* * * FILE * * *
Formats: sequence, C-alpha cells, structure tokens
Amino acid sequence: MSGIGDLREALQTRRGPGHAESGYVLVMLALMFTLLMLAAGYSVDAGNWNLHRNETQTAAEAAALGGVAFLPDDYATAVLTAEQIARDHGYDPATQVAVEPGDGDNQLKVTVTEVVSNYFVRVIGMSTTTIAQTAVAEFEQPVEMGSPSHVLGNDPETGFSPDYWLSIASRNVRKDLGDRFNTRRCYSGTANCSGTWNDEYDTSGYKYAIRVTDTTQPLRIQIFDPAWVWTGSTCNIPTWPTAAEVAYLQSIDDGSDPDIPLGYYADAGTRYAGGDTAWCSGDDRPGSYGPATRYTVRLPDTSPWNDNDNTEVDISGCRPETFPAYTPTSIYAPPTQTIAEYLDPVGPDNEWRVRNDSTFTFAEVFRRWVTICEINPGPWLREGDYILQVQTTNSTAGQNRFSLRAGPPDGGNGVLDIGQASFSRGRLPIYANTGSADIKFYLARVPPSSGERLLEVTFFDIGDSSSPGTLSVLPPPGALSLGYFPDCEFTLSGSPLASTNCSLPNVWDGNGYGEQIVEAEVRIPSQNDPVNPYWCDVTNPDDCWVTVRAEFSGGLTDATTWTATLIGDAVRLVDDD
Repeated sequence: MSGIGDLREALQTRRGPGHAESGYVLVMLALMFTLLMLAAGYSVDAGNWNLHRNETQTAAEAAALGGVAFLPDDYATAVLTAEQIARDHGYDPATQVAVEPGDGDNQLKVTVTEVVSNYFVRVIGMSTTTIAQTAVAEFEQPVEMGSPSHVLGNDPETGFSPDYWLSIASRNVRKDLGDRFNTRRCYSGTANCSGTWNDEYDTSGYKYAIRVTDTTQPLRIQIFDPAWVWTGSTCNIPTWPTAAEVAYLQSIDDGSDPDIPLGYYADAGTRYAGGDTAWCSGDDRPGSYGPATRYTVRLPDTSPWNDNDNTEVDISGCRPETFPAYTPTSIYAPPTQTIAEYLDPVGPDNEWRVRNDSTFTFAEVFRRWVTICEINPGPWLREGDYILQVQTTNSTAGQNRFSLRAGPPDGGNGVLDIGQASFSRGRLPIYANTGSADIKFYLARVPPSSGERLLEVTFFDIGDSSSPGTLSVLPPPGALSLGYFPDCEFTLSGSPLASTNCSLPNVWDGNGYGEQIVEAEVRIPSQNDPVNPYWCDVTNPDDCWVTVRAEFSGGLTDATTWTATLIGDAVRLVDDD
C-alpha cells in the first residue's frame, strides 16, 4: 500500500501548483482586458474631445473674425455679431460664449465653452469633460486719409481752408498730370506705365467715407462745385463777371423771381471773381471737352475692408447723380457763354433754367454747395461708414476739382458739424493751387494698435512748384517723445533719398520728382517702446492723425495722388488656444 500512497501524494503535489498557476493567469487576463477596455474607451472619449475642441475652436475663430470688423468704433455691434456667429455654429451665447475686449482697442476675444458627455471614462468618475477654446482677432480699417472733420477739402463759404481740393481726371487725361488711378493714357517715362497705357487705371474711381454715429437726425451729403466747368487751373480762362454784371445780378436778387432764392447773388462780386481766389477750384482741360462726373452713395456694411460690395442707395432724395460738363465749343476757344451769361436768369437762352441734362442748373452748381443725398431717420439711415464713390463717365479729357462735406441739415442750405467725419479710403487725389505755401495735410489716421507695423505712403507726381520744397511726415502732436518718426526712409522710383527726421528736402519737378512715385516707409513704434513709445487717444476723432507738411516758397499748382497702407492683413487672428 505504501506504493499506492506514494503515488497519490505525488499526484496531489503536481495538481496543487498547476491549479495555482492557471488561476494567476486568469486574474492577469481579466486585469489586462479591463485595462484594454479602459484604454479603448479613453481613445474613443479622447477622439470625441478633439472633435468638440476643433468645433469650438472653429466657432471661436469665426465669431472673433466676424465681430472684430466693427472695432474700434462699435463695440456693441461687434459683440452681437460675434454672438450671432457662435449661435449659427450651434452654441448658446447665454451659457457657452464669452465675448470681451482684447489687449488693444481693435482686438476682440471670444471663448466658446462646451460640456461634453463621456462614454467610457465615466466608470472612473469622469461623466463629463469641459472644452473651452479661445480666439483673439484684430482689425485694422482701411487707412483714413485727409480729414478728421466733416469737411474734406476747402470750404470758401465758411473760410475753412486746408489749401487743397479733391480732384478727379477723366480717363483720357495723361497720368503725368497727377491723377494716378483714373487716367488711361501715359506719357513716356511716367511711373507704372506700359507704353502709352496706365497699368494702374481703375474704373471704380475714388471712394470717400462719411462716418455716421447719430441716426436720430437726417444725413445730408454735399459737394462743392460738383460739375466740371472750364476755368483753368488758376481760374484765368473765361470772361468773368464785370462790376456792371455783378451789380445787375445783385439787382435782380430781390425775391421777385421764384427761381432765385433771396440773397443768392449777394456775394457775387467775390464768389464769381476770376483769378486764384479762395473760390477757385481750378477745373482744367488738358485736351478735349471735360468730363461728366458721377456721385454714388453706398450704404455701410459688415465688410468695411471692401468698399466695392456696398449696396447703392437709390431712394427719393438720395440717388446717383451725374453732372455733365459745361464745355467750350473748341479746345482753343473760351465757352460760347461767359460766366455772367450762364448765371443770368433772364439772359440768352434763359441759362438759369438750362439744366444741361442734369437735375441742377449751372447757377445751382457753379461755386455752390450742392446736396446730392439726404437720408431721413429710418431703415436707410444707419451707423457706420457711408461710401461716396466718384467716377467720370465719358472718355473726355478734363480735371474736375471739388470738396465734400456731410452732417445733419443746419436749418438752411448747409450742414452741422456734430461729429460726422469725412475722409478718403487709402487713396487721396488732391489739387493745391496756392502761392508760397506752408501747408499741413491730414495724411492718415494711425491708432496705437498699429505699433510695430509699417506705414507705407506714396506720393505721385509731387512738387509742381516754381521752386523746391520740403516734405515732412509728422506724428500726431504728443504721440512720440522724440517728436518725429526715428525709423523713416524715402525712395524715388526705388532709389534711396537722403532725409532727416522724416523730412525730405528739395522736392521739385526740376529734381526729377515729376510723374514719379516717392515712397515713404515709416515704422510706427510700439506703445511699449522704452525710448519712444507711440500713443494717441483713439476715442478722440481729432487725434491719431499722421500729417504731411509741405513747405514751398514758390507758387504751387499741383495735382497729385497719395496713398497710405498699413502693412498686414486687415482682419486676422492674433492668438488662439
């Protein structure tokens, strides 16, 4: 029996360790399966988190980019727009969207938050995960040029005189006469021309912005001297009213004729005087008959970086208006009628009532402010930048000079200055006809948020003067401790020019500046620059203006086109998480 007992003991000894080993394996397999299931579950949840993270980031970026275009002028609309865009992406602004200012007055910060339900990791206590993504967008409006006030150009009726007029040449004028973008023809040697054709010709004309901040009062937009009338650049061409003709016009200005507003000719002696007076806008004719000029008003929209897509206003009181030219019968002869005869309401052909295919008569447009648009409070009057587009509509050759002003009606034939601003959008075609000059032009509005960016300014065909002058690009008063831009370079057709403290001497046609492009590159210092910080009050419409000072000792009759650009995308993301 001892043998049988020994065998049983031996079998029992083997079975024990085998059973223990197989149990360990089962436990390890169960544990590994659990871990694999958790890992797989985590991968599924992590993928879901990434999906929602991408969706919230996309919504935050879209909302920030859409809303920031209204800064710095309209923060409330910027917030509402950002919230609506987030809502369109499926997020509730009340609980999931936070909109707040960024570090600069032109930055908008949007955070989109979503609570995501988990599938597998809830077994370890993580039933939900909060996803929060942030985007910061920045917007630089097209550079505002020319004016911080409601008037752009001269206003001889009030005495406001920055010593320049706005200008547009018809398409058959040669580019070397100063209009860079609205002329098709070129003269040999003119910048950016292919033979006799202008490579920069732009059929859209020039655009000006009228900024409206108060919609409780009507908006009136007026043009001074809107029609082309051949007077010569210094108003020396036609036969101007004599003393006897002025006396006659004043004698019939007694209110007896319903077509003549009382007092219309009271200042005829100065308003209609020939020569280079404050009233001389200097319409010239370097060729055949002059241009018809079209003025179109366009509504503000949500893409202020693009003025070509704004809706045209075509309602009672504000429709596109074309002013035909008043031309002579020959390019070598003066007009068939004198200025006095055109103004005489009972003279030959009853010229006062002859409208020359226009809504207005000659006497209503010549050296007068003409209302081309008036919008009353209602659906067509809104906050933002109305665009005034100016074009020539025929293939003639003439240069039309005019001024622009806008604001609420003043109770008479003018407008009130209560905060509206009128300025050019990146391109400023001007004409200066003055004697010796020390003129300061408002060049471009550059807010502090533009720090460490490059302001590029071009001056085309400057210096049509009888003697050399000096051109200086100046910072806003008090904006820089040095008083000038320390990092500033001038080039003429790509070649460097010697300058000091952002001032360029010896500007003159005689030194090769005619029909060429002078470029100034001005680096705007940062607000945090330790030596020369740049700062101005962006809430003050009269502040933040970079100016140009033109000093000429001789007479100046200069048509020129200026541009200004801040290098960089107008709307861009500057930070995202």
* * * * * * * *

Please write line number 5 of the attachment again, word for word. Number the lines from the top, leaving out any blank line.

């Protein structure tokens, strides 16, 4: 029996360790399966988190980019727009969207938050995960040029005189006469021309912005001297009213004729005087008959970086208006009628009532402010930048000079200055006809948020003067401790020019500046620059203006086109998480 007992003991000894080993394996397999299931579950949840993270980031970026275009002028609309865009992406602004200012007055910060339900990791206590993504967008409006006030150009009726007029040449004028973008023809040697054709010709004309901040009062937009009338650049061409003709016009200005507003000719002696007076806008004719000029008003929209897509206003009181030219019968002869005869309401052909295919008569447009648009409070009057587009509509050759002003009606034939601003959008075609000059032009509005960016300014065909002058690009008063831009370079057709403290001497046609492009590159210092910080009050419409000072000792009759650009995308993301 001892043998049988020994065998049983031996079998029992083997079975024990085998059973223990197989149990360990089962436990390890169960544990590994659990871990694999958790890992797989985590991968599924992590993928879901990434999906929602991408969706919230996309919504935050879209909302920030859409809303920031209204800064710095309209923060409330910027917030509402950002919230609506987030809502369109499926997020509730009340609980999931936070909109707040960024570090600069032109930055908008949007955070989109979503609570995501988990599938597998809830077994370890993580039933939900909060996803929060942030985007910061920045917007630089097209550079505002020319004016911080409601008037752009001269206003001889009030005495406001920055010593320049706005200008547009018809398409058959040669580019070397100063209009860079609205002329098709070129003269040999003119910048950016292919033979006799202008490579920069732009059929859209020039655009000006009228900024409206108060919609409780009507908006009136007026043009001074809107029609082309051949007077010569210094108003020396036609036969101007004599003393006897002025006396006659004043004698019939007694209110007896319903077509003549009382007092219309009271200042005829100065308003209609020939020569280079404050009233001389200097319409010239370097060729055949002059241009018809079209003025179109366009509504503000949500893409202020693009003025070509704004809706045209075509309602009672504000429709596109074309002013035909008043031309002579020959390019070598003066007009068939004198200025006095055109103004005489009972003279030959009853010229006062002859409208020359226009809504207005000659006497209503010549050296007068003409209302081309008036919008009353209602659906067509809104906050933002109305665009005034100016074009020539025929293939003639003439240069039309005019001024622009806008604001609420003043109770008479003018407008009130209560905060509206009128300025050019990146391109400023001007004409200066003055004697010796020390003129300061408002060049471009550059807010502090533009720090460490490059302001590029071009001056085309400057210096049509009888003697050399000096051109200086100046910072806003008090904006820089040095008083000038320390990092500033001038080039003429790509070649460097010697300058000091952002001032360029010896500007003159005689030194090769005619029909060429002078470029100034001005680096705007940062607000945090330790030596020369740049700062101005962006809430003050009269502040933040970079100016140009033109000093000429001789007479100046200069048509020129200026541009200004801040290098960089107008709307861009500057930070995202």